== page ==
Regular readers of this blog have heard me write on several occasions about our dear friend Martin Brewer, who we lost at way too early an age. In the wake of this passing, his family was kind enough to share his voluminous CD collection with us, and it was dream catalog of most of the music we E Streeters have grown up with.
And among each of his deluxe boxed sets of music, each CD would contain a bonus CD, featuring another smaller, indie band that Martin enjoyed and felt a link to the cover artist, along, in most cases with a ticket stub from one of the hundreds of concerts when he had seen the featured performer, from throughout his decades-long rock and roll pilgrimages to venues around the globe. Barry, Andrew, John and I were fortunate to log quite a few of those concerts with said Martin stateside, and on the other side of the pond, folks like Paul, Andy, Frank and Gillian were fortunate enough to have experienced the shows in London and its surrounding environs.
Where's this post going, you may be wondering? Wonder no more.
Since Barry, Andrew and I attended Martin's services outside Littlehampton, England, we've had many a conversation about Martin's zest for life, and his willingness to always say yes to an event or an experience, because as life would come to show us, our time here doesn't always last as long as we'd like it to. So go for the gusto when you have the opportunity.
Which brings me to a recent windswept night at Laugh nightclub in Boston, attending an unforgettable concert experience - Max Weinberg's Jukebox -along with my brother Jimmy and fellow Bruce Springsteen veteran Ken Gordon and his wife Breena.
And with that, the long-winded story behind this photo and the others to follow: (and despite what many already think - these are NOT photoshopped, as rock and roll photographer to the stars Ken Gordon can attest to - there's also video)
If you ever have a chance to check out the E Street Band's drummer solo tour - GO. He and his back-up band, the Weeklings, a Beatles homage band out of Jersey, scroll about 200 songs on video screens around the venue, and he encourages the audience to shout out which of those songs they want to see the band play. As a result, you NEVER get the same setlist for the band's performances.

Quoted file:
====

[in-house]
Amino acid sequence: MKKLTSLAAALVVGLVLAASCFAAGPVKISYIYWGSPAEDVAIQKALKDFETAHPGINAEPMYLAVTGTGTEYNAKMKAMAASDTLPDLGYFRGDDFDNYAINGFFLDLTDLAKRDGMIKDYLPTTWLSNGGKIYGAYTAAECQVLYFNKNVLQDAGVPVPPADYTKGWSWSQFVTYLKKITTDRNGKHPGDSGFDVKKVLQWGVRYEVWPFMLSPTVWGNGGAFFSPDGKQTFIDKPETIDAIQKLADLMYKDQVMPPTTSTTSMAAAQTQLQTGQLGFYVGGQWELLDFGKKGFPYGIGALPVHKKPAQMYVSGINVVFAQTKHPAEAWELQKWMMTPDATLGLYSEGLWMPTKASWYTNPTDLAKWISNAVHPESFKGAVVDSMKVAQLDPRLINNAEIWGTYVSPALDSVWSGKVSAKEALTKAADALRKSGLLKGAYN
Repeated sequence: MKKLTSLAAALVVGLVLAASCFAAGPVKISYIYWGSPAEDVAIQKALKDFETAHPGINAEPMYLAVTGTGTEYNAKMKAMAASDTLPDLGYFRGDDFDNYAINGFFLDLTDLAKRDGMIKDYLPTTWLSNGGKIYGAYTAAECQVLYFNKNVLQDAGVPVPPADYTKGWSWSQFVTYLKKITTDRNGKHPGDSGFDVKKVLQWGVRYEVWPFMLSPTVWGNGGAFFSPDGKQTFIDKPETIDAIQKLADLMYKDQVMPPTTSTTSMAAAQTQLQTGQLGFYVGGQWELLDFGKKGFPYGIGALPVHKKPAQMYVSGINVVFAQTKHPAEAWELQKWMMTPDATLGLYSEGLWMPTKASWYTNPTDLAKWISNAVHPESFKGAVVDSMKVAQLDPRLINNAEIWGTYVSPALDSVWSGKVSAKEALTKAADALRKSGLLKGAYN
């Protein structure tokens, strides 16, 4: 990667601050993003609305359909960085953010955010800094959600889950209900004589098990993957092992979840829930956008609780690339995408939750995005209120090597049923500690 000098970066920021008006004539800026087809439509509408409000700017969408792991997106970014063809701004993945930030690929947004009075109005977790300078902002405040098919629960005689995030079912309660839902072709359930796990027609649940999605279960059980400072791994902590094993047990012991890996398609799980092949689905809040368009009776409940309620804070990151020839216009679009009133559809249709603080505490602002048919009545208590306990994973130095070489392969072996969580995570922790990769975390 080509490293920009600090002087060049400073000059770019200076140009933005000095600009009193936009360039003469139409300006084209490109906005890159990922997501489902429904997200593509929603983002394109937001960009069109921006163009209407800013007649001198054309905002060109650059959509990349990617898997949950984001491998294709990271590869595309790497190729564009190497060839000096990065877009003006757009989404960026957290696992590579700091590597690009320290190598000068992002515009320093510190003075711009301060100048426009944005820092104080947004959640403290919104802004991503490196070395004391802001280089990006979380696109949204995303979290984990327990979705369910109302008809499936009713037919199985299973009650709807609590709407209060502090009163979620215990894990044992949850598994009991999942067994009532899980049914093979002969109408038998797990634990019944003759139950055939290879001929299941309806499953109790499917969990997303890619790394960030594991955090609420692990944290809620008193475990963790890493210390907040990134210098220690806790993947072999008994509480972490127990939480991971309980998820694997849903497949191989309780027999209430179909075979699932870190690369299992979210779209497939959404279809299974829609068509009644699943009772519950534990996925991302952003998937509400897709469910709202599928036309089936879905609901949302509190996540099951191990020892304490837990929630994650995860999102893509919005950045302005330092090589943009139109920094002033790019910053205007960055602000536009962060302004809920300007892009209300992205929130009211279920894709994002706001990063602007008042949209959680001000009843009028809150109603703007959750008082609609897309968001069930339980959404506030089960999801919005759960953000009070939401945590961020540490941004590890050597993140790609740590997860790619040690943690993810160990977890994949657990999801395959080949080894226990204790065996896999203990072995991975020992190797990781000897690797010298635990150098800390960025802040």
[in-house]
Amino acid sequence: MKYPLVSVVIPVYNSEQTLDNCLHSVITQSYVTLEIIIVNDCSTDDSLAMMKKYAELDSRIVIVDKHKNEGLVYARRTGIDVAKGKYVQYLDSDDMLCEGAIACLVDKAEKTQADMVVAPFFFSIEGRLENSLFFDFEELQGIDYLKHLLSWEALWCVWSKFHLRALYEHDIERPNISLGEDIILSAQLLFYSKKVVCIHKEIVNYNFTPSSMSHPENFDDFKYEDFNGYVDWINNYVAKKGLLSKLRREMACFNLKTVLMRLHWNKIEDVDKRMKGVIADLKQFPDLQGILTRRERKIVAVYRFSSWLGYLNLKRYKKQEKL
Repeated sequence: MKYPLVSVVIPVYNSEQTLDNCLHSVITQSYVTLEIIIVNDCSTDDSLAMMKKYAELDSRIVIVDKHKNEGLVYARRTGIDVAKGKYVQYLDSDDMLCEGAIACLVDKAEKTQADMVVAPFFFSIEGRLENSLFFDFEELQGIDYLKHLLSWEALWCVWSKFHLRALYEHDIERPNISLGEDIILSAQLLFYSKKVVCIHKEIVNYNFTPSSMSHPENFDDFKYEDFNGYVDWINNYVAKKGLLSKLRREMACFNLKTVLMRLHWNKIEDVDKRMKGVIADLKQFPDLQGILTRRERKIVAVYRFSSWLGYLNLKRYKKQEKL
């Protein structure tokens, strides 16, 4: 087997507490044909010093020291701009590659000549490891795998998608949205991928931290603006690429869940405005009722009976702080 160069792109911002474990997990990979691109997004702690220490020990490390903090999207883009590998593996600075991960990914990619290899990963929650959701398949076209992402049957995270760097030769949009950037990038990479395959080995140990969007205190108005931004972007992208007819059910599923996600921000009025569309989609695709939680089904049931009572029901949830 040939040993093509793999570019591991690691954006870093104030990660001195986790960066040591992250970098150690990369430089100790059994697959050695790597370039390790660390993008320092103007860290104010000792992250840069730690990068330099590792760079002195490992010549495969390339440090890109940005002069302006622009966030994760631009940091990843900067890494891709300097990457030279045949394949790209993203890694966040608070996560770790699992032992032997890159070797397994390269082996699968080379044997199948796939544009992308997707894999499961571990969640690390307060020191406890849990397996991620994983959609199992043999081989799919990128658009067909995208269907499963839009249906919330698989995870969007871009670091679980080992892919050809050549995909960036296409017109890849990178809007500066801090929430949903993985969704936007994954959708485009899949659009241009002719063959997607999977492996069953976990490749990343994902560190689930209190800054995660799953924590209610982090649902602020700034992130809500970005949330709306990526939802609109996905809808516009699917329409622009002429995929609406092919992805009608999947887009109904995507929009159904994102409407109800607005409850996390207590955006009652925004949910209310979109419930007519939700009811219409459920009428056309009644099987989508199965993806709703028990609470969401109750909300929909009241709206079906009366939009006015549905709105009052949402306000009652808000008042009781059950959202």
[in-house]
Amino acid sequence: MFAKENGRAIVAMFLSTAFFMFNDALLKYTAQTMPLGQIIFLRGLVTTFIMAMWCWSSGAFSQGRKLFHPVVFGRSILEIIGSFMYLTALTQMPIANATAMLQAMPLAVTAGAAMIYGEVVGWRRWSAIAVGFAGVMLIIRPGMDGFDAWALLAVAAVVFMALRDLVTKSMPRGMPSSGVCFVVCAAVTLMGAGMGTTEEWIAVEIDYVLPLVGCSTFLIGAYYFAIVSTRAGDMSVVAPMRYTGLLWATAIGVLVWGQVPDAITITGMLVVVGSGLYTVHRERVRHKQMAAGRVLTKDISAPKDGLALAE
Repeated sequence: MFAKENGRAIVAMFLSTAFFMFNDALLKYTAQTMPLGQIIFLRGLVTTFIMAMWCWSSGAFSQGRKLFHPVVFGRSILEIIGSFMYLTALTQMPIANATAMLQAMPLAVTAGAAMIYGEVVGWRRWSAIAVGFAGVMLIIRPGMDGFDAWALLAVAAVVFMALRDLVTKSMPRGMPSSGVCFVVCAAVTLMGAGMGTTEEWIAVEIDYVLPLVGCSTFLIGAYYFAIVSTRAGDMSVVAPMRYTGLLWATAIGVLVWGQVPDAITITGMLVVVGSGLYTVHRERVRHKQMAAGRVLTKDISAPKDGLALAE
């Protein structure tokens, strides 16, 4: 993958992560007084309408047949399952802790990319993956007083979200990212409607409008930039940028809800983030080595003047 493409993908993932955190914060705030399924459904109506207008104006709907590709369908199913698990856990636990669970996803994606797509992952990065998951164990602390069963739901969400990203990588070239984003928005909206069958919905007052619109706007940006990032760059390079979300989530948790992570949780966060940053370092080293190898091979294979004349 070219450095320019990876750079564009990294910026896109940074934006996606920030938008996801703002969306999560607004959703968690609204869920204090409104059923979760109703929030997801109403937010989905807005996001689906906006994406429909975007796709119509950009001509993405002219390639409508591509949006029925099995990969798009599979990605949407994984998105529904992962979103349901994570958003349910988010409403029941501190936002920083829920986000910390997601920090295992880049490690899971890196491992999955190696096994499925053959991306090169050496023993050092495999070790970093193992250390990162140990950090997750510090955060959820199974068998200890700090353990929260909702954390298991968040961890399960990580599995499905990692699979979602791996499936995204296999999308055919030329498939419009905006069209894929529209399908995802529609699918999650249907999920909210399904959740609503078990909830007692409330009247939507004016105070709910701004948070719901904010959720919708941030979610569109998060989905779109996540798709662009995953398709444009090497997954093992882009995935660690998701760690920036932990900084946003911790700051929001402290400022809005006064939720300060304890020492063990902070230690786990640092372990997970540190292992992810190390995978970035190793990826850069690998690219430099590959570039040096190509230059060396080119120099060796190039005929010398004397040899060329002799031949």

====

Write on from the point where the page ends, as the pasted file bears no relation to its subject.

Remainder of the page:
Our setlist in Boston opened with Glad All Over from the Dave Clark Five, into Fortunate Son from Creedence Clearwater Revival, and then peppered through a litany of some of my favorite songs of all time, including I Wanna Be Sedated by the Ramones, and American Girl from Tom Petty, part of which can be viewed here:
If you haven't seen the Weeklings, they're quite an entertaining group in their own right, and it shouldn't come as a surprise that the songs to choose from included dozens of Beatles hits. Surprisingly, though, there weren't a TON featured this night in Boston
We did, however, get to see Max channel some Keith Moon on the drum frenzy of I Can See for Miles, clips of which can be seen in these two links:
With the smaller venue, akin to the Garry Tallent show I blogged about earlier in the summer, Max had no problem getting up close and personal with his fans, as he related tales of his youth, his rock and roll upbringing, and of course, his time touring with the the heart-stopping, pants-dropping, hard-rocking, booty-shaking, love-making, earth-quaking, Viagra-taking, justifying, death-defying, legendary E Street Band!
At one point, he brought a 13-year-old up to give it a go on the drums
And then came the final song of the night, and the full circle of events I started talking about up top.
Max asked if anyone in the crowd knew all the words to Springsteen's Glory Days.
Without hesitation, and with a tip of my Thunder Road cap to Martin, my hand shot right up, no hesitation. My brother looked at me incredulously. Partly because he was surprised at my zeal, but maybe also because he fancied himself the singer in the family. He's just more along the unrecognizable pitch and decibels of Bob Dylan.
Max beckoned me up onto the stage, and I found myself standing at one mic, along with a bearded stranger who was also clearly both a Springsteen fan, and a music aficionado. We swapped cell phones to capture the moment for social media posterity.
Here's his pic of me
And here's further proof, of him taking said pic
Come to find out the next morning, via the miracles of the interwebs and Twitter that my fellow stage performer was none other than Lowell's Chuck Kuenzler, who happens to be a nephew of my good friend, Mike Kuenzler.
Happy to share the stage with such a music buff as you, Chuck!
Here's me returning the stage pic favor
At song's end, with Max's big drum solo finale, it was time to bow down and pay homage to the Mighty One himself
And naturally, get a high five for my singing debut. Not really, but I couldn't pass up the chance to thank my favorite rock drummer for the decades of enjoyment he's helped provide through his touring with Bruce and the rest of the band.
So there you have it. Probably my first and last time ever sharing stage with a rock and roll legend - Max, not Chuck, mind you.
Thank you Martin, for instilling in me the confidence to carpe diem, and in this case, to carpe microphone and write my own little chapter in rock and roll history.
So to quote the singers in other band I blogged about this week, the Who,
Meet the New Boss.
DEFINITELY not the same as the Old Boss.
Now I think I'm going down to the well tonight
and I'm going to drink till I get my fill
And I hope when I get old I don't sit around thinking about it
but I probably will
Yeah, just sitting back trying to recapture
a little of the glory of, well time slips away
and leaves you with nothing mister but
boring stories of glory days